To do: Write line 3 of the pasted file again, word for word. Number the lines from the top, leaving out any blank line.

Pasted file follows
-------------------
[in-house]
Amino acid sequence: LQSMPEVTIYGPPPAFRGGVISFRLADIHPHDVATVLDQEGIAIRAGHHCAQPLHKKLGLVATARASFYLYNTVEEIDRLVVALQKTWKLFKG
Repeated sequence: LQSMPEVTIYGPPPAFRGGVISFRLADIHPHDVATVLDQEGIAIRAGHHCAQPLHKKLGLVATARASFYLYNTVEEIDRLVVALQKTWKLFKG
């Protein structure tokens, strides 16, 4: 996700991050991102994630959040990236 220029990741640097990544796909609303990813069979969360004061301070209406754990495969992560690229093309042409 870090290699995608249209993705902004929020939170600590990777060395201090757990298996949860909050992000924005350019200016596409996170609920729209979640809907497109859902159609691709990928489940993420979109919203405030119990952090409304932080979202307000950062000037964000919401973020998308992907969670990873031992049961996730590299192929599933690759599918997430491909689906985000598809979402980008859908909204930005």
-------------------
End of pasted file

Repeated sequence: LQSMPEVTIYGPPPAFRGGVISFRLADIHPHDVATVLDQEGIAIRAGHHCAQPLHKKLGLVATARASFYLYNTVEEIDRLVVALQKTWKLFKG